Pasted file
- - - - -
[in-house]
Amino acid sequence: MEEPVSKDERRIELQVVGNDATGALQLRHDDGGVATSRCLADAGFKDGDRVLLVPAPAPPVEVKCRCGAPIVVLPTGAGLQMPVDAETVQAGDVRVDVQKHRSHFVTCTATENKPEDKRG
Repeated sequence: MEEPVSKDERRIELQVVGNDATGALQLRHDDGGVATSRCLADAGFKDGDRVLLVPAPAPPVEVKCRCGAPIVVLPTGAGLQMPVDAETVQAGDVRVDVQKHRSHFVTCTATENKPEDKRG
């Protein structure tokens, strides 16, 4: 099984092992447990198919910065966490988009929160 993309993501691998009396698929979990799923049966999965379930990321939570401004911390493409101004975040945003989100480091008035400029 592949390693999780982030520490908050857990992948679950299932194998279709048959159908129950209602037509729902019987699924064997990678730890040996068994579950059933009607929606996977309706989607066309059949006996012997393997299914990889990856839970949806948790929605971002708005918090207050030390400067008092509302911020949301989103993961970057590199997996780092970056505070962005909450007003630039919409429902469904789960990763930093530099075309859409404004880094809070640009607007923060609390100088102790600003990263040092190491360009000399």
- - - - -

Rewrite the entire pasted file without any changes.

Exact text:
[in-house]
Amino acid sequence: MEEPVSKDERRIELQVVGNDATGALQLRHDDGGVATSRCLADAGFKDGDRVLLVPAPAPPVEVKCRCGAPIVVLPTGAGLQMPVDAETVQAGDVRVDVQKHRSHFVTCTATENKPEDKRG
Repeated sequence: MEEPVSKDERRIELQVVGNDATGALQLRHDDGGVATSRCLADAGFKDGDRVLLVPAPAPPVEVKCRCGAPIVVLPTGAGLQMPVDAETVQAGDVRVDVQKHRSHFVTCTATENKPEDKRG
């Protein structure tokens, strides 16, 4: 099984092992447990198919910065966490988009929160 993309993501691998009396698929979990799923049966999965379930990321939570401004911390493409101004975040945003989100480091008035400029 592949390693999780982030520490908050857990992948679950299932194998279709048959159908129950209602037509729902019987699924064997990678730890040996068994579950059933009607929606996977309706989607066309059949006996012997393997299914990889990856839970949806948790929605971002708005918090207050030390400067008092509302911020949301989103993961970057590199997996780092970056505070962005909450007003630039919409429902469904789960990763930093530099075309859409404004880094809070640009607007923060609390100088102790600003990263040092190491360009000399």